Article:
The Thai–Cambodian Border Dispute: An Agency-centred Perspective on the Management of Interstate Conflict
Abstract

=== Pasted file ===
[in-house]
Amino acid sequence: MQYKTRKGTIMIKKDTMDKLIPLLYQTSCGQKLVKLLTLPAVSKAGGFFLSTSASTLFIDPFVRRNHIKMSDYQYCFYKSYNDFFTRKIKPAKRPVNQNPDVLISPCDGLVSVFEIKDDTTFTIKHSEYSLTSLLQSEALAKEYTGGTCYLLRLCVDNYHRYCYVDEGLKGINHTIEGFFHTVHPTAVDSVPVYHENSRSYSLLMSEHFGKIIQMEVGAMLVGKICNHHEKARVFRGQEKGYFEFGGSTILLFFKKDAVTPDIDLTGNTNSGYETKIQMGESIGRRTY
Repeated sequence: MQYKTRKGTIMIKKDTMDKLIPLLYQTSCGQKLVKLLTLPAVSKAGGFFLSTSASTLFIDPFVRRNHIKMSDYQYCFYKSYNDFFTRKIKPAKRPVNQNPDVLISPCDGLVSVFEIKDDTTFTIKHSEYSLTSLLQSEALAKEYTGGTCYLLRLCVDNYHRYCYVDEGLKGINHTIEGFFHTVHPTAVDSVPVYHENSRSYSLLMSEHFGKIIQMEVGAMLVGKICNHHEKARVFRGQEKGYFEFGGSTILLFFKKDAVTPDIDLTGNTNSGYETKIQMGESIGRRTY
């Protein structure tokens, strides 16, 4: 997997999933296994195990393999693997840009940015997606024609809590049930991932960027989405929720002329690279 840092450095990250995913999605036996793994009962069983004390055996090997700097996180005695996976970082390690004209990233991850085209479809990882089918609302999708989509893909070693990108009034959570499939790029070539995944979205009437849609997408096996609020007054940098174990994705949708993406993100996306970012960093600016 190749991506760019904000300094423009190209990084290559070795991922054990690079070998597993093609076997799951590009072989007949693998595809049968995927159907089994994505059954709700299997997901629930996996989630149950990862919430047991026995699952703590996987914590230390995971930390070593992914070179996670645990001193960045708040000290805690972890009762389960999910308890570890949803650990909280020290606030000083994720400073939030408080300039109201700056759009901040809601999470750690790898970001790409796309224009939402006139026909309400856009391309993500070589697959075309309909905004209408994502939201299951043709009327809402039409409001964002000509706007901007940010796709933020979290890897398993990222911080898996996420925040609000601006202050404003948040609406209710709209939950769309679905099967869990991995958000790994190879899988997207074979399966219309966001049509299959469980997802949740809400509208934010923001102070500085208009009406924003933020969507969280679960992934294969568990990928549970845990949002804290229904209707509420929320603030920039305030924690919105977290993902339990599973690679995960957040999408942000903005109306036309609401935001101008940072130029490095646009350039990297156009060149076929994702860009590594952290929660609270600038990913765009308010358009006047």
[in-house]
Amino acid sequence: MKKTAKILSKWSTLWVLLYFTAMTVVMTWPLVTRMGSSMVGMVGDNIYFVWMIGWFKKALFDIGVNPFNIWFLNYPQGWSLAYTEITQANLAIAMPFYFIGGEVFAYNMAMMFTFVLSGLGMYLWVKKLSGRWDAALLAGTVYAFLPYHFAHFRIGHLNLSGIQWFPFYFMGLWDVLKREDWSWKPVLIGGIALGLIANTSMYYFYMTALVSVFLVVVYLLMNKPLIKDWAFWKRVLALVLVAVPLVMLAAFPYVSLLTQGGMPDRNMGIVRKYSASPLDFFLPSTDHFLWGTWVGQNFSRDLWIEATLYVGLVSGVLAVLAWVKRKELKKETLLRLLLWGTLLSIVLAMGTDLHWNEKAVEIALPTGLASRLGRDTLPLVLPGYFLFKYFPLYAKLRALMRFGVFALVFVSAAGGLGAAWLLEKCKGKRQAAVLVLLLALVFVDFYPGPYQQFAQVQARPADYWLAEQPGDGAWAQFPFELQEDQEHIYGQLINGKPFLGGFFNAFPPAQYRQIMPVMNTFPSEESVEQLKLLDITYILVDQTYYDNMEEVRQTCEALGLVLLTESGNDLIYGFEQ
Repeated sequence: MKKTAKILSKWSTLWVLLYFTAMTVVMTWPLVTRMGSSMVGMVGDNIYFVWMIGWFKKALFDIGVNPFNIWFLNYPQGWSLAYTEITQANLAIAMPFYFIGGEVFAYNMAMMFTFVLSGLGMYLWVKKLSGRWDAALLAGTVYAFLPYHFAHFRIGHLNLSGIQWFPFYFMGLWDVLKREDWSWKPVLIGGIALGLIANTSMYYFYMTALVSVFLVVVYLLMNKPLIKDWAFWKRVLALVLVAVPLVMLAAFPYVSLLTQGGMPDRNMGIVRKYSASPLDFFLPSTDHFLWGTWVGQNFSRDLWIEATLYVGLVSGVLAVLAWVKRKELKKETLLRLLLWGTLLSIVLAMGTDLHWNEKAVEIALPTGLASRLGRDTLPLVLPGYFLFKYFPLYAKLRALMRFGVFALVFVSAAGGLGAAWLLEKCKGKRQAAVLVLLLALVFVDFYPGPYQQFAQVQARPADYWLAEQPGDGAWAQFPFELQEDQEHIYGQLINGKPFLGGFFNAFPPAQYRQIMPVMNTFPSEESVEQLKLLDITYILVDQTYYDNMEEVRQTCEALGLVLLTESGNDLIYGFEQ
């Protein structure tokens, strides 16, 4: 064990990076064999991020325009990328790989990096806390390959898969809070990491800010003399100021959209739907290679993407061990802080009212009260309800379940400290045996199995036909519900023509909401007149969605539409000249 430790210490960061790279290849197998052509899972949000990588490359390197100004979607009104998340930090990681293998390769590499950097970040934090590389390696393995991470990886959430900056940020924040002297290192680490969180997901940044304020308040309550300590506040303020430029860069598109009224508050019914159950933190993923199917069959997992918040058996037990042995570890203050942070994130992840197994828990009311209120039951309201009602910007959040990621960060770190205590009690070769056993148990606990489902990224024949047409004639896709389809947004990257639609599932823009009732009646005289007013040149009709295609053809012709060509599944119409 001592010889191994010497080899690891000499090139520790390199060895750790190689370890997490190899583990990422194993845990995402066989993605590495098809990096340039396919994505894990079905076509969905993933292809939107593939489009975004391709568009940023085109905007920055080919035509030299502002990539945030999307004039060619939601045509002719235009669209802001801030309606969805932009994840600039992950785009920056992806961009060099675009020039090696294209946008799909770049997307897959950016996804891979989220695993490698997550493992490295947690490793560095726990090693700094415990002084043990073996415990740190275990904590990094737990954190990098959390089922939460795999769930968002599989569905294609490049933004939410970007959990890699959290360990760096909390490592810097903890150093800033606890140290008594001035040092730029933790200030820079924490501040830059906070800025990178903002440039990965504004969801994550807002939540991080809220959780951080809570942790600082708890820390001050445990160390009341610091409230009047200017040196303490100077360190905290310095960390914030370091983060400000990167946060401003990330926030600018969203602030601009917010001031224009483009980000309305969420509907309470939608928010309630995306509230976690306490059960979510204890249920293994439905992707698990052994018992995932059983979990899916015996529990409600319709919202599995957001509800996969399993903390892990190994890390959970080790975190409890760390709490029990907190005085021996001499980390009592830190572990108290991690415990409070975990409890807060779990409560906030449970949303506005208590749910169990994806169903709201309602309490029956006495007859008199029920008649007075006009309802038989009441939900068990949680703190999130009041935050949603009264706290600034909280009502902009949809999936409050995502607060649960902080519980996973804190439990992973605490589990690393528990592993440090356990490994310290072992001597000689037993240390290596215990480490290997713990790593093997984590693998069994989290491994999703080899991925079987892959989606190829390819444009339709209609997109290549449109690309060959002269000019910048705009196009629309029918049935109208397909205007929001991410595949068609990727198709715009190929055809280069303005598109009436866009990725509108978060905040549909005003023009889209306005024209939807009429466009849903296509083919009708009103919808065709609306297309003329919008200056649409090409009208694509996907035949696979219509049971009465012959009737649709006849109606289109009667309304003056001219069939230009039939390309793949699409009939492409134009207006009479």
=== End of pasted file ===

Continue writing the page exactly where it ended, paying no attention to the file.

Armed conflict between states in Southeast Asia has been relatively rare, especially since 1979. The most recent exception to this pattern was a border dispute between Cambodia and Thailand that turned violent in 2008 and remained militarized for more than three years. Existing studies of this long-standing conflict have concentrated on explaining the upsurge in violence between 2008 and 2011, but have tended to ignore that fighting was quickly contained each time clashes occurred. This article provides a different perspective and asks how the dispute was managed short of large-scale armed violence. To answer this question, the author adopts an agency-focused perspective that emphasizes the role of critical actors who worked to de-escalate the conflict. Based on field research conducted in Cambodia and Thailand, as well as consulting primary and secondary sources, the author adopts a historical narrative that revisits critical periods from the 1950s onwards and argues that relevant actors in both Cambodia and Thailand had long-standing incentives to avoid escalating the conflict. Two elements were critical: first, crucial actors including Cambodian and Thai bureaucrats, diplomats and members of the security and intelligence services developed an understanding of the problems inherent in defining their land border; and second, the establishment of personal contacts, even in the context of antagonistic relations. Together, these factors created possibilities for Cambodia and Thailand to cooperate in managing conflict and increased the willingness of both sides to exercise self-restraint.


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